It is understood Minister for the Environment Simon Coveney and waste companies are still holding discussions by telephone to find a resolution to the bin charges controversy and a number of options are being considered.
Earlier the minister indicated he was looking at the possibility of placing a cap on bin charges. He said he would consult the Attorney General.
It is understood a package has not yet been finalised. The minister is due to bring his proposals to Cabinet tomorrow.
A new pay-by-weight charging system comes into force on 1 July, in which consumers will pay for their waste according to the amount produced.
Speaking before a meeting with councillors on South Dublin County Council this afternoon, Mr Coveney said that he will ensure that customers do not pay more next year than they did in the previous year and that this would have to be done using primary or secondary legislation rather than by a voluntary arrangement with waste operators.
He said he believes that a pay-by-weight system would be a positive development but did not want a level of anger building up around something that is a good thing.
Mr Coveneny said he needed to convince householders that there was no danger and significant opportunities to reduce their waste charges under a pay-by-weight system.
However, he said customers could not change their habits overnight and needed time to adapt to the new system.
He said he had spoken to some members of the industry today and will have further discussions this evening after the industry met themselves for three hours this morning.
He said he has quite a lot of work to do this evening and needs further legal advice before he can publish a package of measures for Government tomorrow.
Earlier, Minister for Social Protection Leo Varadkar said the principle of pay-by-weight bin charges makes sense and will encourage people to compost more, recycle more and reduce waste.
Mr Varadkar said that the system is fair and good for the environment and that 20% of households are already paying for waste by weight.
Waste collectors have been accused of using the new regime as an opportunity to dramatically hike prices.
Sinn Féin's Mary Lou McDonald has called for the pay-by-weight regulations to be scrapped.
Speaking on RTÉ's Morning Ireland, Ms McDonald said that the regulations were ill-conceived from the beginning and allow waste companies to "fleece ordinary families, carers and people on low incomes".
"They make no provision for waivers, for carers, for people with young babies. This is a recipe for illegal dumping because people on small incomes and under pressure will be left perhaps with no other options."
In addition the use of stand-alone bags will now be banned, she said, which would cause hardship for those who live in terraced homes without a front garden.
In response, Mr Varadkar said Sinn Féin's proposal that waste be paid for through general taxation was just code for saying the middle class should pay for everything and that others should pay nothing.
"Paying by weight will encourage people to reduce waste, it'll encourage people to compost more and it'll encourage people to recycle more.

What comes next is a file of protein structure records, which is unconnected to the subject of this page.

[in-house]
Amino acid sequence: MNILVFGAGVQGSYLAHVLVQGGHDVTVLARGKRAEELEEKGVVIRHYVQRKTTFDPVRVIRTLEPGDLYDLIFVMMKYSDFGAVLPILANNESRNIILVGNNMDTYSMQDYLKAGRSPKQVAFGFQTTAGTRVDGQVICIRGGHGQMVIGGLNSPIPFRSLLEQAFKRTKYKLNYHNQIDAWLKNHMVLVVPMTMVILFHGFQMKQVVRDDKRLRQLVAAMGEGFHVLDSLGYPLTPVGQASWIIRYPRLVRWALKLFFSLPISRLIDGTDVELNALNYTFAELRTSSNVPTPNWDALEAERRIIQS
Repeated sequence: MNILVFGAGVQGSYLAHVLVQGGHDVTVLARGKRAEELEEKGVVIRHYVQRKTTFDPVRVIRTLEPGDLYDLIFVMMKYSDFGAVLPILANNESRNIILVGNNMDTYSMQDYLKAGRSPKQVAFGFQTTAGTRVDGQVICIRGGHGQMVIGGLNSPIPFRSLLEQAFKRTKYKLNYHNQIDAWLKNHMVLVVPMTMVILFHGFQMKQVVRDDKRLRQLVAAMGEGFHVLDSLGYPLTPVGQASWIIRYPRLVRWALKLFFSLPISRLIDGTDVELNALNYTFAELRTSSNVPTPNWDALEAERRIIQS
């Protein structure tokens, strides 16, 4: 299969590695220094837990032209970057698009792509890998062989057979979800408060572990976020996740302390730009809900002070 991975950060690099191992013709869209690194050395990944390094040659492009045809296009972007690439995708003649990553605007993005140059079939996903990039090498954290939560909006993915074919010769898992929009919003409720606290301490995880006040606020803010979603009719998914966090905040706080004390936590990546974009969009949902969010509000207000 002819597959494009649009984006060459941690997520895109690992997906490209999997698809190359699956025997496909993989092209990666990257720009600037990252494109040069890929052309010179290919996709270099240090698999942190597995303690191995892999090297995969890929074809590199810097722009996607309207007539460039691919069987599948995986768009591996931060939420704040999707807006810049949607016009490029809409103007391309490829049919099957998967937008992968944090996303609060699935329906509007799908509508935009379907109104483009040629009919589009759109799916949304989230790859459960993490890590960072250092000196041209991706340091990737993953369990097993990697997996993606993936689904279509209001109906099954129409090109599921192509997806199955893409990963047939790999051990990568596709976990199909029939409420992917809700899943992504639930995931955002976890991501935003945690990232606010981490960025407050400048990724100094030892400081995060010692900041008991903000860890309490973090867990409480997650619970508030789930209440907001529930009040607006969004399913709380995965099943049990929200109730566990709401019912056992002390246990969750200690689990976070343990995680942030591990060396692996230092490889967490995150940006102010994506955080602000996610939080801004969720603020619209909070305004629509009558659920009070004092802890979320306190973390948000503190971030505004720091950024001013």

"I think it's a much fairer system to pay for what you produce, the producer pays principle [with] people paying for the amount of waste they produce."
Mr Varadkar said, however, that some waste companies appear to be taking advantage of the new system to increase prices and that was not something the Government was going to allow.
He said that Minister for Housing, Planning and Local Government Simon Coveney will meet representatives from the industry again today and is expected to brief the cabinet and media on the matter tomorrow.
Anti-Austerity Alliance TD Paul Murphy said the voluntary agreement with waste companies is not a route Mr Coveney should take and claimed the companies cannot be trusted on the issue.
Speaking on RTÉ's News at One, Mr Murphy said he has not had any conversations with other political parties on the subject, but believed there would be significant pressure on Fianna Fáil to support a motion to scrap the regulations.
He said the privatisation of bin services has been disastrous and the service should be returned to local authorities.
Meanwhile, the head of one of the country's main waste companies has said the new pay-by-weight system would not lead to higher refuse charges for two thirds of customers.
City Bin managing director Gene Browne said in a letter to customers that there has been a lot of confusion and misinformation about the new system.
According to his company's analysis, around one third of household bills will go down, one third will remain the same and one third will increase.
However, Mr Browne condemned the Government's claim that 87% of customers would see no change.
He said that would be "mathematically impossible without further subsidisation, either from the taxpayer or the waste collector".
He said some customers who would see an increase are on a "legacy" pricing plan which does not cover the cost of the service.
Others are "high users" who have previously been subsidised by other customers under a flat fee system he said.
Industry sources say a big issue is the number of former waiver customers - pensioners and those on social welfare - who were given temporary discounts following privatisation of the waste industry.
These customers account for up to 20% of households in some regions and would see bigger than average increases.